12/11/1892 Queen's Park 2 Preston North End 1
19/11/1892 Queen's Park 1 St Mirren 2
26/11/1892 Cowlairs 2 Queen's Park 5
02/01/1893 Queen's Park 1 Corinthians (London) 2
21/01/1893 Cowlairs 1 Queen's Park 4 - Scottish Cup
28/01/1893 Kilmarnock 0 Queen's Park 8 - Scottish Cup
04/02/1893 Heart of Midlothian 1 Queen's Park 1 - Scottish Cup
11/02/1893 Queen's Park 5 Heart of Midlothian 2 - Scottish Cup replay
18/02/1893 Queen's Park 4 Broxburn Shamrock 2 - Scottish Cup semi-final
25/02/1893 Queen's Park 0 Celtic 1
11/03/1893 Queen's Park 2 Celtic 1 - Scottish Cup Final
03/04/1893 Sunderland 4 Queen's Park 2
08/04/1893 Queen's Park 3 Renton 3
15/04/1893 Third Lanark 1 Queen's Park 3
17/04/1893 Queen's Park 5 Wolverhampton Wanderers 0
22/04/1893 Corinthians (London) 2 Queen's Park 1
29/04/1893 Queen's Park 3 Blackburn Rovers 1
03/05/1893 Falkirk 2 Queen's Park 2
04/05/1893 Partick Thistle 2 Queen's Park 0
05/05/1893 Kilmarnock Athletic 1 Queen's Park 3
06/05/1893 Wigtownshire 1 Queen's Park 8
13/05/1893 Queen of the South Wanderers 2 Queen's Park 2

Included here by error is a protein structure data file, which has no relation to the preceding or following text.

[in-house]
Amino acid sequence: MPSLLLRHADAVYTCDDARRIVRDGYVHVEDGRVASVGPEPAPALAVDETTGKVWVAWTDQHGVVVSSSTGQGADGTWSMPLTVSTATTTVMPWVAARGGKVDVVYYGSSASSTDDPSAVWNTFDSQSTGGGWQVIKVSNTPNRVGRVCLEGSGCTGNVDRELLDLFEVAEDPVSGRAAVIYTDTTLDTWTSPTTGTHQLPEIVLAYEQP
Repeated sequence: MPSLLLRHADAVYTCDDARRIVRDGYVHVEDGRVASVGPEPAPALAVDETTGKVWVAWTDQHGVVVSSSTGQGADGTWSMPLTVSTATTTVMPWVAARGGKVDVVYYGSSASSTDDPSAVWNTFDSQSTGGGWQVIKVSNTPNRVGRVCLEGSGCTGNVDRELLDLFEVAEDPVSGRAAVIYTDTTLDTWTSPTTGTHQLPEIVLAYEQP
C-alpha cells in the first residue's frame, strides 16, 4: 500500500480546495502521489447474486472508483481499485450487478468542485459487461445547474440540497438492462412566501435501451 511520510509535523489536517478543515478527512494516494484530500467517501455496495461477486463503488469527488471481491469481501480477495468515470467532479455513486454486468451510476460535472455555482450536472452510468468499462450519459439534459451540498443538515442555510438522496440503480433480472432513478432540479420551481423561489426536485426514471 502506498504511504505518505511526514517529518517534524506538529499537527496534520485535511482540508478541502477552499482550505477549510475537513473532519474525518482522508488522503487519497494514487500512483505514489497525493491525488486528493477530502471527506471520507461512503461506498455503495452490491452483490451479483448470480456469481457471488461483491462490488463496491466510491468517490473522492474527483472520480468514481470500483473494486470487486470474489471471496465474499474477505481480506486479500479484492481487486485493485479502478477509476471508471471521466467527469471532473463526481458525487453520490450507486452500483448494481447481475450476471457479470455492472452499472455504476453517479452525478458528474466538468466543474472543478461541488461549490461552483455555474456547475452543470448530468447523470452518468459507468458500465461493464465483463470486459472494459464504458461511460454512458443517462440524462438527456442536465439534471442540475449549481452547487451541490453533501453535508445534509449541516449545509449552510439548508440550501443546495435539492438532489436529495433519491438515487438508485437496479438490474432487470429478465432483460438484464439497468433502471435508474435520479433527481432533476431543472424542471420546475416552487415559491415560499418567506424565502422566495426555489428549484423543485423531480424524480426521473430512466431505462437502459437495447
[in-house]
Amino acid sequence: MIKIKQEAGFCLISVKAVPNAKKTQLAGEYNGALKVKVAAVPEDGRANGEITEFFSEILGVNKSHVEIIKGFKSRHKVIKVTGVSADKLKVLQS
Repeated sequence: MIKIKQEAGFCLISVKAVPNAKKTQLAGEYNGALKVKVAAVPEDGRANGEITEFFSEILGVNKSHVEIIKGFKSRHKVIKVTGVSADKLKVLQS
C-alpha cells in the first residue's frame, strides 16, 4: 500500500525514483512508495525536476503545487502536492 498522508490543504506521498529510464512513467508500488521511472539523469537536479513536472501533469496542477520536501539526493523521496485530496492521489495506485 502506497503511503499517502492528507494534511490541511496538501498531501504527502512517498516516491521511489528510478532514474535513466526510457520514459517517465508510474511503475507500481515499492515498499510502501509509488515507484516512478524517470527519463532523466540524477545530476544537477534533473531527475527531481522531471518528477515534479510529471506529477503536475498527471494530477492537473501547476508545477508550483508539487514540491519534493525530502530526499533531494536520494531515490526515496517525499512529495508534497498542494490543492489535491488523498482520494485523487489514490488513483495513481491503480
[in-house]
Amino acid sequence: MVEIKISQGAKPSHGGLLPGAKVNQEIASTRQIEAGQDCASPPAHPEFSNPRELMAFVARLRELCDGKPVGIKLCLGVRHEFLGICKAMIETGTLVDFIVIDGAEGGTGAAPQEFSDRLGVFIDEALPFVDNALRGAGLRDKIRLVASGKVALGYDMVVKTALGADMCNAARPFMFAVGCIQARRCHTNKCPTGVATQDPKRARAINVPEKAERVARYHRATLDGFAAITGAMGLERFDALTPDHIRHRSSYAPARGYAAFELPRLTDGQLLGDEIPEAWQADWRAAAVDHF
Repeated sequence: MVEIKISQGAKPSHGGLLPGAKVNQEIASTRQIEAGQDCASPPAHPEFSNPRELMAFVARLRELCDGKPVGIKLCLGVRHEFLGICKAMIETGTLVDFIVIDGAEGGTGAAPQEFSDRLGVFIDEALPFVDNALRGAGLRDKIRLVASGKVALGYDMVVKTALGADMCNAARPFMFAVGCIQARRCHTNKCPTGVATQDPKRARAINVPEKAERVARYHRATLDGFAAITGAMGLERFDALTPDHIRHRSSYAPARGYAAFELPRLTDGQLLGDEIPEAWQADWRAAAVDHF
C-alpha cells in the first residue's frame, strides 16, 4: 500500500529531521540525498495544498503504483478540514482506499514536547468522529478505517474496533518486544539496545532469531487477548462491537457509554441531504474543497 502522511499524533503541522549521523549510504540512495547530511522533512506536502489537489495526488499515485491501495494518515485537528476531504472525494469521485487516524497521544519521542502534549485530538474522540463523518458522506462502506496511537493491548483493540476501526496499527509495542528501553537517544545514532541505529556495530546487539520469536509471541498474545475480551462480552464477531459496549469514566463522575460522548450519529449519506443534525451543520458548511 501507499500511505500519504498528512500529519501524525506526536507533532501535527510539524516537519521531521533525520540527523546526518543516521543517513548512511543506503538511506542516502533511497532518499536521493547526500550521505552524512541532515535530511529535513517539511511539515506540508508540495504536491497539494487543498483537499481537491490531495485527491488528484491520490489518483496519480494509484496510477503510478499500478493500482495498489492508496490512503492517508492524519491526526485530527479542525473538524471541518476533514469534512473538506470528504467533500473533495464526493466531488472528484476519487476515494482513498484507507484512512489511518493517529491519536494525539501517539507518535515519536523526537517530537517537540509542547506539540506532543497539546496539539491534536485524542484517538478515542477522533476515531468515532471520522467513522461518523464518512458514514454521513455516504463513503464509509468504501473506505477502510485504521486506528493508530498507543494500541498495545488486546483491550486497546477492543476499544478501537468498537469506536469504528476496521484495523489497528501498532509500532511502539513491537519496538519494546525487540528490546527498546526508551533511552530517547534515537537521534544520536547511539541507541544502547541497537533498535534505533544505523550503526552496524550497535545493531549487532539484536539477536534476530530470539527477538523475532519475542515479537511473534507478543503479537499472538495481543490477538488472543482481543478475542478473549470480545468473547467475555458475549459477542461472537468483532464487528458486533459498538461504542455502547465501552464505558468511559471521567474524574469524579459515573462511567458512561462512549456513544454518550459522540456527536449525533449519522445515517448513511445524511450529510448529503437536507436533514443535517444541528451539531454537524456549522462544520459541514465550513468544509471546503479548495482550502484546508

Second Eleven - The Strollers
27/08/1892 Denny 1 Strollers 5
03/09/1892 Milton Rovers (Carluke) 2 Strollers 7
10/09/1892 2nd Linthouse 2 Strollers 6 - Scottish Second XI Cup
24/09/1892 Alloa Athletic 0 Strollers 3
01/10/1892 2nd Rangers 4 Strollers 4 - Scottish Second XI Cup
08/10/1892 Strollers 3 2nd Rangers 2 - Scottish Second XI Cup replay
15/10/1892 Bridge of Allan 1 Strollers 7
22/10/1892 2nd Linlithgow Athletic 2 Strollers 10 - Scottish Second XI Cup
29/10/1892 Dunfermline Athletic 2 Strollers 6
12/11/1892 Dunipace 1 Strollers 2
19/11/1892 Lochwinnoch 2 Strollers 3
26/11/1892 Strollers 6 Denny 1
17/12/1892 2nd Third Lanark 1 Strollers 6
14/01/1893 Strollers 6 2nd Clyde 1
21/01/1893 2nd Abercorn 1 Strollers 5 - Scottish Second XI Cup semi-final
28/01/1893 Strollers 5 2nd Clyde 1 - Glasgow Reserve Cup
04/02/1893 Strollers 7 2nd Cambuslang 0 - Glasgow Reserve Cup
18/02/1893 Bridge of Allan 3 Strollers 7
11/03/1893 Girvan 0 Strollers 7
04/03/1893 Strollers 5 2nd Rangers 4 (at Cathkin Park) - Glasgow Reserve Cup semi-final
18/03/1893 2nd Leith Athletic 4 Strollers 3 (at Easter Road) - Scottish Second XI Cup Final
25/03/1893 Queen of the South Wanderers 4 Strollers 0
31/03/1893 Beeston Town 0 Strollers 2
15/04/1893 Strollers 5 2nd Battlefield 0 (at Cathkin Park) - Glasgow Reserve Cup Final
29/04/1893 Laurieston (Falkirk) 2 Strollers 14

Third Eleven - The Hampden Eleven
03/09/1892 Troon 5 Hampden Eleven 3